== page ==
Since the mid-2000s, Canadian artist Jeremy Shaw (born in 1977, based in Berlin) has established a multifaceted artistic practice that combines disparate sources of inspiration ranging from spiritual beliefs to neuroscience. His fascination with the mapping of the human mind and mechanisms of perception is coupled with an interest in belief systems, subculture, and transcendental experience. At the Centre Pompidou, Jeremy Shaw presents his first major museum exhibition in France with a new immersive installation, “Phase Shifting Index”.
At the entrance of the exhibition, a series of Shaw’s “Towards Universal Pattern Recognition” photographic sculptures are displayed. These objects contain archival images of people experiencing spiritual or hedonistic rapture and are framed under precisely crafted prismatic lenses that create a psychedelic fracturing of the image. Through a long ramped incline, the viewer then enters “Galerie 3” from a platform overlooking an immersive, seven-channel video installation. The seven videos presented in the space depict what appears to be documentary footage of subcultures of the future that engage movement-based belief systems as tools towards inducing parallel realities. Drawing from a wide cross-section of codified subcultural and spiritual movement styles, the seven groups of “Phase Shifting Index” incorporate gestural elements ranging from technical to somatic, from meditative to ecstatic.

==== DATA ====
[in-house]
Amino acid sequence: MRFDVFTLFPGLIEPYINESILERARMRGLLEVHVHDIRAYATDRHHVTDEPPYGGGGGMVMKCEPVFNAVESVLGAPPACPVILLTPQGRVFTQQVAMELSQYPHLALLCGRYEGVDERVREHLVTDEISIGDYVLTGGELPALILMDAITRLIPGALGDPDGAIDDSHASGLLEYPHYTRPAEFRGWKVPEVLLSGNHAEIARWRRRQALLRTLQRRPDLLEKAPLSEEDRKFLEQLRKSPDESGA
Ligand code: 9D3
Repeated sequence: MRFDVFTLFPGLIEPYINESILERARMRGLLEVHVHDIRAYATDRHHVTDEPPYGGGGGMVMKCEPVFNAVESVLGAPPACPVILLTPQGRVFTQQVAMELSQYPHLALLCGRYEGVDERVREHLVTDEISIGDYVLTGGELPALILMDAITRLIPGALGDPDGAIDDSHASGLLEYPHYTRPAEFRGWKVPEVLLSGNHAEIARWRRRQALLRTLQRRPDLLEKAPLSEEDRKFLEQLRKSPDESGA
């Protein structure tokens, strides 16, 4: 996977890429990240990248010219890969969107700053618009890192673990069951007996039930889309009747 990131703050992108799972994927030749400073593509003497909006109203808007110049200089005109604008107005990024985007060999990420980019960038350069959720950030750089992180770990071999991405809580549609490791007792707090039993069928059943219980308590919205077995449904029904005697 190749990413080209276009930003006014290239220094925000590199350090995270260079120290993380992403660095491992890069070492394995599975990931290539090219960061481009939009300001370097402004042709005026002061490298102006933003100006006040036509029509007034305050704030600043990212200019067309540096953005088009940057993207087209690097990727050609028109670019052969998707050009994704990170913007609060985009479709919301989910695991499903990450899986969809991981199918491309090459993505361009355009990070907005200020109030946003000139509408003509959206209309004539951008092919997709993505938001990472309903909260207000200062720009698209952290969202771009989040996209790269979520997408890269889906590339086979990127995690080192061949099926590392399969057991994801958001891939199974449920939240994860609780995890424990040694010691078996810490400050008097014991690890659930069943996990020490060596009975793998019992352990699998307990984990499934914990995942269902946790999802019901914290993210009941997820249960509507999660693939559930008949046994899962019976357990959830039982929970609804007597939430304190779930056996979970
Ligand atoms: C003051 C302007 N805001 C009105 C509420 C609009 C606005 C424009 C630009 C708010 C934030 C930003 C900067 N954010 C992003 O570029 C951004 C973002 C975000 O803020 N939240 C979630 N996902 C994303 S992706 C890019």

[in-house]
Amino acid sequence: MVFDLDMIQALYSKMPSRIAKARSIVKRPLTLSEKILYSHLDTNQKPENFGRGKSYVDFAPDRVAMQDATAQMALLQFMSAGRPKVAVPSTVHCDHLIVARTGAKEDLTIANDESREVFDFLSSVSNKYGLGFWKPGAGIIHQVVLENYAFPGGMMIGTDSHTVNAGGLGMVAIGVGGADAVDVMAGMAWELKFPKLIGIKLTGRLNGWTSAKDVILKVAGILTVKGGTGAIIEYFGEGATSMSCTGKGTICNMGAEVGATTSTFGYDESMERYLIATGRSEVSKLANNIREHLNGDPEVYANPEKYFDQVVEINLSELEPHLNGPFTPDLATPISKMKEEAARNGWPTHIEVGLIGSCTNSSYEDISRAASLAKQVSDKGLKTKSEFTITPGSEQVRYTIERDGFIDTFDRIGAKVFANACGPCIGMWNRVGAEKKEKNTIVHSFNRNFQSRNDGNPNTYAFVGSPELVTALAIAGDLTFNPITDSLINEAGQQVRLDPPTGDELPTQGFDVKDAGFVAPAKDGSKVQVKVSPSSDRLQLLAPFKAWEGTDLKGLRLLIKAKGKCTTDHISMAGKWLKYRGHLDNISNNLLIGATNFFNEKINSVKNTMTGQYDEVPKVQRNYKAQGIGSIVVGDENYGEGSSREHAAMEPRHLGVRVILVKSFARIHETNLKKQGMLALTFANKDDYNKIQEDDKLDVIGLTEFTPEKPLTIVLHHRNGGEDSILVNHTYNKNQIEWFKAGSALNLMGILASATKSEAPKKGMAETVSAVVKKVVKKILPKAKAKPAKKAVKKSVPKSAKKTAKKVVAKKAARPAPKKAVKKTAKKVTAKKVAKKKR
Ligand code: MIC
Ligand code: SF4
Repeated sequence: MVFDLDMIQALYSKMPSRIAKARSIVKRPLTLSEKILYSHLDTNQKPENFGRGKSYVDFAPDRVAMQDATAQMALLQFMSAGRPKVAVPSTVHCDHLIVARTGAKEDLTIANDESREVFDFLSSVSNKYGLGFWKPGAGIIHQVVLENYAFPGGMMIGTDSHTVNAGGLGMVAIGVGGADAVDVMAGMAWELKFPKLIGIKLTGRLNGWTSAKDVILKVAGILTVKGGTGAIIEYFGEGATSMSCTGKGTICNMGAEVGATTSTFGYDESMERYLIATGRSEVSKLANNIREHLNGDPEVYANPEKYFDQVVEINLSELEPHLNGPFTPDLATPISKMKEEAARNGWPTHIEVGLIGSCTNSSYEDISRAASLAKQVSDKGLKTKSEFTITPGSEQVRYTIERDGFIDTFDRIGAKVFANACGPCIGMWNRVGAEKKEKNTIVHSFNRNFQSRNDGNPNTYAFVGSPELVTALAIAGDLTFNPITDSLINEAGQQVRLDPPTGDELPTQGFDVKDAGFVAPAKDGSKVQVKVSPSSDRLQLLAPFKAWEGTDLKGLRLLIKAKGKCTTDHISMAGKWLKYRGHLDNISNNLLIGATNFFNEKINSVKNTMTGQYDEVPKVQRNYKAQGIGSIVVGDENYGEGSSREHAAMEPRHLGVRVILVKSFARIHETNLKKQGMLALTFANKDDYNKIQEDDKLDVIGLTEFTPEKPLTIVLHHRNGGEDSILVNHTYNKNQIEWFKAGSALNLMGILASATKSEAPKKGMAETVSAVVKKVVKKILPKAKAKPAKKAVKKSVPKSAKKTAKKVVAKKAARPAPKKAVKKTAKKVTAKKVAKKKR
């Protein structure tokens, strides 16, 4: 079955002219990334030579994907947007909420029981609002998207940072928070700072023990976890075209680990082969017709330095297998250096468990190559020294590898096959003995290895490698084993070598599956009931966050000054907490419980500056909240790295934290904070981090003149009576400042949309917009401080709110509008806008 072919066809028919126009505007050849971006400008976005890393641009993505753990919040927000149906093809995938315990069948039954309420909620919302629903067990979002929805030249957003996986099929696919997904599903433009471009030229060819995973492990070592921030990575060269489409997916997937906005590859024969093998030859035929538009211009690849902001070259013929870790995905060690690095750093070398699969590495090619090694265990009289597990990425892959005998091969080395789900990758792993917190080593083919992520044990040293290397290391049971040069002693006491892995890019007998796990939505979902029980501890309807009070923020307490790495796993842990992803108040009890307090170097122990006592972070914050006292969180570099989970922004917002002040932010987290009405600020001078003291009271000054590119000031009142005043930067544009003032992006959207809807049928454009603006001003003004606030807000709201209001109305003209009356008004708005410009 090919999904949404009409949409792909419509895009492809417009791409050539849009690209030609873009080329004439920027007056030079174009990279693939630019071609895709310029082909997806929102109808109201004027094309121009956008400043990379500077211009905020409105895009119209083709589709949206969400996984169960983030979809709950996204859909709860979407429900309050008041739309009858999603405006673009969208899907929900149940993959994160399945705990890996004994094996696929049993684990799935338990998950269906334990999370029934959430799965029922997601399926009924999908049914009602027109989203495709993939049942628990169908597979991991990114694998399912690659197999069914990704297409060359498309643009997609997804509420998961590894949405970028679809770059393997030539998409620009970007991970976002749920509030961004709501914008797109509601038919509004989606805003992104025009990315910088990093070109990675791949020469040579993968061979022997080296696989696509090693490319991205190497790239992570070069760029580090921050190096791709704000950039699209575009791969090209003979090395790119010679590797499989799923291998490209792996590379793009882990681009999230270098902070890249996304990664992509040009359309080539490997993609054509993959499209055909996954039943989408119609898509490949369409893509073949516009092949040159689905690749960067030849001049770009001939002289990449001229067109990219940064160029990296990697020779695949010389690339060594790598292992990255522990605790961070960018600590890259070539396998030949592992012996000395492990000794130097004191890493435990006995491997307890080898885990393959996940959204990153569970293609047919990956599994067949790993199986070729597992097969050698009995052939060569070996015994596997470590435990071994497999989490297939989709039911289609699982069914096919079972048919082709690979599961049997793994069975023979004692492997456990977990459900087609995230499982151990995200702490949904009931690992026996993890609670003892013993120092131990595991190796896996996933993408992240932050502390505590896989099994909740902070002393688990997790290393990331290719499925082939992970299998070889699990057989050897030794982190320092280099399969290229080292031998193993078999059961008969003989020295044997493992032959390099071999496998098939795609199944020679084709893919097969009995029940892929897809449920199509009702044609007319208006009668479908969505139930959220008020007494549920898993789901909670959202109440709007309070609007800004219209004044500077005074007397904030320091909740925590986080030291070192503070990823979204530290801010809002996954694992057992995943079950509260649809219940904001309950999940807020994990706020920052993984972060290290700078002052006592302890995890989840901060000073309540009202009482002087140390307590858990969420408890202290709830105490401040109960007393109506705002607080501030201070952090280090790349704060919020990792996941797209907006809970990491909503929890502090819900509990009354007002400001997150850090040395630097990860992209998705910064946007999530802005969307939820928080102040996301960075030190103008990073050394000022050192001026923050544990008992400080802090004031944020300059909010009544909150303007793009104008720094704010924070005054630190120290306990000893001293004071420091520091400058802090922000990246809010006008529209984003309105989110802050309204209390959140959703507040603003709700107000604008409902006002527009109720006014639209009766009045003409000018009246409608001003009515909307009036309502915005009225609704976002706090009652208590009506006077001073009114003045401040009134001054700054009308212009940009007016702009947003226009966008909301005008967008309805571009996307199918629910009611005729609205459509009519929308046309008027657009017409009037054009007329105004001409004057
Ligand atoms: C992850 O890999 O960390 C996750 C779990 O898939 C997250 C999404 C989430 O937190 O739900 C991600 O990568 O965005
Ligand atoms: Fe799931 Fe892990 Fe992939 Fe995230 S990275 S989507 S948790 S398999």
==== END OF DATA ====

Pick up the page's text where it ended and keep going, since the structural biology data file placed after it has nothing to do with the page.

Every 25 minutes, an additional soundtrack floods the room and the once independent films come together in a unified choreographic sync. An identical repetitive and cathartic dance is enacted by the subjects of all films, coupled with onscreen strobe lighting effects - uniting the seven screens into a pulsing, synchronised whole. This cohesive moment of dance spans across decades of time and media and engulfs the viewer in its immersive wake. Suddenly, all screens rupture into a meltdown of digital visual effects that consume the installation - devolving from para-fictional documentary compilation to immersive psychedelic art installation within seconds.
The Centre Pompidou has joined forces with the Swiss Institute, New York, the Museum of Old and New Art (Mona) and Dark Mofo, Hobart, Tasmania and the Frankfurter Kunstverein to co-produce the films presented in the exhibition and show it in three different forms, from February 2020 at the Centre Pompidou, then in April at the Swiss Institute (2 April-14 June 2020), and finally in June at Mona (6 June 2020-5 April 2021). The Centre Pompidou and the Swiss Institute have co-edited the artist’s first complete monograph, published in French and English.